Earth Day is coming up soon, which means we’ll see a focus on how companies are trying to do their part to be environmentally friendly. Businesses worldwide are implementing green initiatives, and those initiatives may look quite different depending on the industry. In some sectors, going green means installing solar panels. In our chemistry world, green chemistry means making a switch to techniques such as supercritical fluid chromatography (SFC).
Supercritical Fluids Instead of Liquid
Supercritical fluid chromatography (SFC) is a type of normal phase chromatography, designed much like high-performance liquid chromatography (HPLC). It uses pumps and columns to separate the different components of a complex mixture. The difference lies with the mobile phase. HPLC uses pressured liquid, whereas SFC uses a supercritical fluid.
Supercritical Fluids – What Are They?
A supercritical fluid is the phase of a material where both critical temperature and critical pressure are achieved, also called the critical point. When the material reaches its critical point, it can no longer transform from gas to liquid or vice versa. In essence, supercritical fluid behaves like both a gas and a liquid, combining the benefits of both phases. In SFC, the most common gas used is CO2.
HPLC and SFC were both introduced around fifty years ago. Interestingly, HPLC became a lab staple while SFC traditionally served more as a niche tool used for complex chiral separations. Within the last decade, however, supercritical fluid chromatography has started gaining broader momentum in labs. This growth is due, in part, to improvements to the technology along with an increasing focus on green chemistry. As a leader in HPLC and SFC chiral separations since 1972, Regis has witnessed this shift firsthand.
SFC combines the benefits of HPLC and gas chromatography into a single process. Gas chromatography is both diffusive and has low viscosity, but its use is limited to volatile compounds. SFC offers both of those qualities, yet is not as limited in its analysis of compounds.
SFC: A Greener & Less Expensive Technology
Non-profit organizations such as the Green Chemistry Group (launched in 2007) actively promote SFC and environmentally friendly chemical research and development. While HPLC is a popular and reliable technology, it has a few disadvantages. Most notably, it frequently employs organic solvents that are both flammable and toxic, like hexane for normal phase and acetonitrile for reversed-phase separations. In SFC, environmentally friendly and inexpensive CO2, derived as a by-product of processes used in other industries, is the major mobile phase component. In most SFC applications, it combined with alcohol, which serves as a strong solvent and has lower toxicity than the common HPLC solvents mentioned above. And since CO2 evaporates at the end of the process, the amount of liquid waste is significantly reduced. This allows for savings both in the upfront solvent costs and in the waste disposal stage.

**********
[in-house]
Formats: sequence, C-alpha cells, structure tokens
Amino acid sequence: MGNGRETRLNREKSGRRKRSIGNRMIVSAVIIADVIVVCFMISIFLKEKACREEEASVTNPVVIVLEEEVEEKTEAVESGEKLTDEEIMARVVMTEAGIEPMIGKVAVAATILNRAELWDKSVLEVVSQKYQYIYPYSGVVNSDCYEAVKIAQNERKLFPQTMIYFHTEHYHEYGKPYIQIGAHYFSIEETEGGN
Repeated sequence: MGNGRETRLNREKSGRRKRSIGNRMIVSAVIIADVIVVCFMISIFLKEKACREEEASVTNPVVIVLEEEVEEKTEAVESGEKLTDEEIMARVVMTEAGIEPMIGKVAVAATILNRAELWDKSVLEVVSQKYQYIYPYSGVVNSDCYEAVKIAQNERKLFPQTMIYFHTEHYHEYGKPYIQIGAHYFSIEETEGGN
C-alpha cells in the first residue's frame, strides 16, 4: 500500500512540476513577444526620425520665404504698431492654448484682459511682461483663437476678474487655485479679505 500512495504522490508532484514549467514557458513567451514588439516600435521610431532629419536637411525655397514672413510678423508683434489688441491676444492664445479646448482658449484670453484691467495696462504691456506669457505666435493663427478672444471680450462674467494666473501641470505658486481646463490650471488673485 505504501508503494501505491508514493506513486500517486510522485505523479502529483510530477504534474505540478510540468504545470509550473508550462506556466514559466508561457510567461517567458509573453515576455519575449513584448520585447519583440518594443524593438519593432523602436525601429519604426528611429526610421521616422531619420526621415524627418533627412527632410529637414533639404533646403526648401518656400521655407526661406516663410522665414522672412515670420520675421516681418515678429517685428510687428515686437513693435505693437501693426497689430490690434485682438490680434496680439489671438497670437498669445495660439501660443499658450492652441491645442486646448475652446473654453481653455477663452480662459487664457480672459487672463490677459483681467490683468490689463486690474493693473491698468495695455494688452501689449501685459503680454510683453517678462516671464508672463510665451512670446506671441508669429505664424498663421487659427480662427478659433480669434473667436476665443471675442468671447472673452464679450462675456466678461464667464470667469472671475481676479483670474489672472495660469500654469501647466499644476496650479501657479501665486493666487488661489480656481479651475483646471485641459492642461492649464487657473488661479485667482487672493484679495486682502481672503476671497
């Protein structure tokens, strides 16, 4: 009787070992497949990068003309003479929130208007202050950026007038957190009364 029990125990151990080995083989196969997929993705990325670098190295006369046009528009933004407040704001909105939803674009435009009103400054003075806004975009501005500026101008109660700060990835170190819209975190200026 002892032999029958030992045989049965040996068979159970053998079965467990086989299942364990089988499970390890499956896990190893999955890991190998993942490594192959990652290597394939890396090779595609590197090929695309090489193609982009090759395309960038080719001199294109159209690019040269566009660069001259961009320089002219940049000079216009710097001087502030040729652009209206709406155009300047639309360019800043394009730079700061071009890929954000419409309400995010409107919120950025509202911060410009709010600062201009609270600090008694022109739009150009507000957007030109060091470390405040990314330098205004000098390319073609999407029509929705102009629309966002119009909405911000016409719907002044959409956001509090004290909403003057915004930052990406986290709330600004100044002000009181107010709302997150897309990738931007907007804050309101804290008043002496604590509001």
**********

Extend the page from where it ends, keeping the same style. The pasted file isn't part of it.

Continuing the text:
SFC has been especially important in preparative scale work. These separations, aimed at the collection of large quantities of purified material, can require large volumes of mobile phase solvents. In Biotechnique’s article about the “greening” of chromatography, Christopher Welch, Executive Director at Indiana Consortium for Analytical Science and Engineering, is quoted: “Greener equals cheaper in preparatory chromatography.”
A Faster, More Efficient Technology
Supercritical fluid chromatography is also recognized as being a faster alternative to HPLC. Since supercritical fluids have lower viscosities and higher diffusivities than liquid mobile phases, separations can be performed at much higher flow rates without sacrificing efficiency or resolution. This has benefits for throughput at both the analytical and preparative scales.
According to the Biotechnique article, SFC has had an especially noticeable impact on speed in smaller scale preparative purifications of new drug candidate libraries. In the article, Welch says that “If purified by SFC, the collected fractions would contain 75%–90% less solvent, most likely highly volatile methanol, allowing researchers to deliver the dry, purified compound within a half-hour.”
SFC also offers the advantage of working with a broad range of detectors. Like gas chromatography (GC), it can be coupled to flame ionization for nearly universal detection of all compounds containing C-H bonds. It can also be used with UV, mass spectrometry, IR, and other schemes. These options greatly expand SFC’s versatility.
SFC Use Is On the Rise
Supercritical fluid chromatography has many clear advantages over high-performance liquid chromatography (HPLC), most notably that it is cheaper, greener and faster. Companies across the globe representing a range of industries are recognizing these benefits – including the CBD industry. At the same time, the technology continues to improve.
These traits, combined with the increasing push to make chemistry greener, ensures that SFC use will rise. At Regis, we are excited about this growth and will keep innovating in the field with an expanding range of chromatographic stationary phases. Our CELERIS™ achiral phases are specially designed for supercritical fluid chromatography applications and span a range of selectivity options. We are committed to being a part of the green chemistry movement and advocating for the cleaner, more efficient process of supercritical fluid chromatography.